Saturday, October 26, 2013

Expansive Zero Gravity Atmosphere Concepts Gaining Social Momentum

The Virga comic series has recently hit the (virtual) shelves, and it offers quite a vision of a world that continues seemingly infinitely in all directions, and yet is filled with air that a human can breathe.  This is an installation onto the Virga series by Karl Schroeder, a Canadian science fiction author.  At the time of writing this, Virga comics 1 through 3 are out, and I'm rather excited to see these vivid illustrations of such a world.  Naturally, I want to make a post that covers where it fits into my own views on such worlds.

I will continue to pick at the parts that I find to be particularly bad abuses of physics, but I should note that I find the comic and series extremely cool overall.  The comic, in fact, touched on a few elements of a mixed gravity (my own term) world.  This is a very new kind of environment that is being described, and the author has done a great service by working to popularize it.

Birds and Fishes

The Virga comic portrays fishes with wings.  Even Gerard O'Neill, in his book The High Frontier talked a good deal about fish, which I did discuss on Space Exploration Stack Exchange.  Other people were apparently interested in zero gravity dolphins, which I have to admit, was a little shocking.

(image copyright Virga Comics, used as fair use here
this is from Comic 3 which can be purchased from Comixology for $1.99)

And I feel like the odd one out, thinking that birds would be considerably more interesting.  Of course, my visions hinge around the "friction buffers".  In my own vision of the gravity balloon, a flying fish that gets caught up in the rotation of a cylinder will not fare well at all.  I have no idea how birds will manage to cope with zero gravity.  Still, I'm satisfied thinking "life will find a way", and imagine that birds will at least figure out how to propel themselves long enough to get to some food.  If they flew into an artificial gravity cylinder, then they would revert to their familiar flying mechanics.  I imagine birds would be quite sensitive to Coriolis forces as well, and learn to use them - getting extra "lift" by flying in the direction opposite of the rotation.  Birds are quite good at minimizing effort on Earth.  I doubt that zero gravity worlds would be comfortable to them, but they're also some of the most adaptable species on Earth.  But that's just my 2 cents.

In addition to the bird-fish in Virga, there are also some illustrations of humans with wings or just plain flippers on their feet.  That's very entertaining to see.  It really brings to life the world that we once thought would be the promise of air travel in the early 20th century.

The author also seems to have done a great deal to realize a vision he talked about in an article written about Virga when the idea was much younger.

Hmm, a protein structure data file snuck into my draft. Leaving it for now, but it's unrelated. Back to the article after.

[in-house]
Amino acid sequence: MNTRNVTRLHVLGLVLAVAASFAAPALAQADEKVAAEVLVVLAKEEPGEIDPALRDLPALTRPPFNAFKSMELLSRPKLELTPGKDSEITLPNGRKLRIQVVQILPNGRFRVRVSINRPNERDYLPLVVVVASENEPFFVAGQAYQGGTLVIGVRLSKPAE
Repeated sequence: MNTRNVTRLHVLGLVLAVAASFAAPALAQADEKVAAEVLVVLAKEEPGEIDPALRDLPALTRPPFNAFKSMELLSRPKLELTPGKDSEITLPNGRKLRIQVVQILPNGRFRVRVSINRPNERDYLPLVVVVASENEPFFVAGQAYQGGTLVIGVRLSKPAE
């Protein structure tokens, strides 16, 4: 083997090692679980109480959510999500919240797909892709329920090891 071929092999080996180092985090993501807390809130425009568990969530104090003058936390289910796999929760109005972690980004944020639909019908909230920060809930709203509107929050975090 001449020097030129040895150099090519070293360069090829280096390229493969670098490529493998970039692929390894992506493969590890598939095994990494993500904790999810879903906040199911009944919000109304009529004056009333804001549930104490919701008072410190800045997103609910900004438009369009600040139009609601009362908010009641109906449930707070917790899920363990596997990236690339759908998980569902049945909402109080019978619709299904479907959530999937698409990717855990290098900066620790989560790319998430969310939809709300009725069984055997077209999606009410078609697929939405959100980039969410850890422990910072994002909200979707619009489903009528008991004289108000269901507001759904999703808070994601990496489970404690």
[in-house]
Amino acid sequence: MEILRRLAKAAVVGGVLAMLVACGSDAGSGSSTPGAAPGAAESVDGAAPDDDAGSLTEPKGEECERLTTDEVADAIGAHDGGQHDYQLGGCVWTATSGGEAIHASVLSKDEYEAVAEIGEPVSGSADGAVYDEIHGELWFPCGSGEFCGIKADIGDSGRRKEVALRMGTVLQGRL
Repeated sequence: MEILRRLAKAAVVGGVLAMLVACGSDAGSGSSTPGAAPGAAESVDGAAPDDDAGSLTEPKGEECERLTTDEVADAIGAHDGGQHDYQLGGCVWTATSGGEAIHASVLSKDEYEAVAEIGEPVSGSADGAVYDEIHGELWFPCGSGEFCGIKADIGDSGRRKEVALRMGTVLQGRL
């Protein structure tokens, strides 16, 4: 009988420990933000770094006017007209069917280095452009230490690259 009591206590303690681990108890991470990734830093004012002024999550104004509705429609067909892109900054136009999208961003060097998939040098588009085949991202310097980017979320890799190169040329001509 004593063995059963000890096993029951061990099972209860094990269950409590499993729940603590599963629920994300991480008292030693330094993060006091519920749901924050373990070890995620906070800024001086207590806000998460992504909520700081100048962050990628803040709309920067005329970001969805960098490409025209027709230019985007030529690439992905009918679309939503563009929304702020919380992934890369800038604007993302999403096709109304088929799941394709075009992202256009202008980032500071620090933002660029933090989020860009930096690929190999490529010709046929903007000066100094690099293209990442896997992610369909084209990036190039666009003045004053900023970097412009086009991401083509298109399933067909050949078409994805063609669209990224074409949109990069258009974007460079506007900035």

"For years I’ve had flashes in my mind’s eye of an endless sky, and of towers and buildings floating in that sky. A particularly persistent image was of a woman standing at a tower window looking out over an ocean of cloud, with no ground beneath the tower."
This vision was basically realized.  I believe this is the exact vision the author had in mind when the comic's sort of castle-scape was drawn.

(image copyright Virga Comics, used as fair use here
this is from Comic 1 which can be purchased from Comixology for $0.99)

Novel Environment Physics

Several phenomenon are referenced in the Virga in-world that are quite unique to a mixed gravity world.  Things that stood out in particular:
  • spin downs, where the ring looses gravity
  • dropping out the bottom of the ring on a air-bike

While I haven't read much of the book series, they very quickly got the plot twist of a spin down in the first book.  This is an event where they stop spinning the ring, and everyone on it loses gravity.  This was reference in the comic, although not specifically illustrated to my knowledge.  This sort of thing is only really thinkable in a mixed gravity world, and so is the dispatch of the air bikes (there may be an official term for these, but I do not know it).  The idea there, is that people launch themselves out the bottom of the ring structure to provide quick access to the larger world.  That makes sense certainly, but it would definitely be a rush as you fall, fall, fall, and then wind up without any ground left to catch you.

(image copyright Virga Comics, used as fair use here
this is from Comic 1 which can be purchased from Comixology for $0.99)

I would have liked to see some mention of false forces in artificial gravity rings, but there's still plenty of material in the series I haven't got to.  I think the "preferred" direction in artificial gravity will be a very huge concept for people who ever live in such a place.  I think it will be almost incomprehensible to them that on Earth people can't distinguish easily between north and south.  But then again, in the free floating space between habitats, none of the 3 dimensions we live in can be distinguished.

There are some other details that are generic to large zero gravity environments too.  For instance, the way people move around sticks out.  The way people structure the beds sticks out.  Also, the ports are often in apparently zero gravity environments.  I think it would be difficult to manage in such an area, but I guess that's the idea, and that the people who live there are quite used to the concept.

These zero gravity artificts strikes me as similar to a particular vision of the future (actually the year 2000) by french artists Jean-Marc Côté and other artists, made for the 1900 World Exhibition in Paris.  These visions show people prancing around the skies in only minimalist wingsuits.   It's well past the year 2000 now, and all we have are wingsuit gliders which can't sustain horizontal travel for more than a few seconds.

 (Public domain images, source)

I find the similarities between these and the Virga comic rather stunning actually.  Sure, the physics and technology itself is different.  But in both we see impossible-seeming air vehicles, and people propelling themselves around with simple flaps.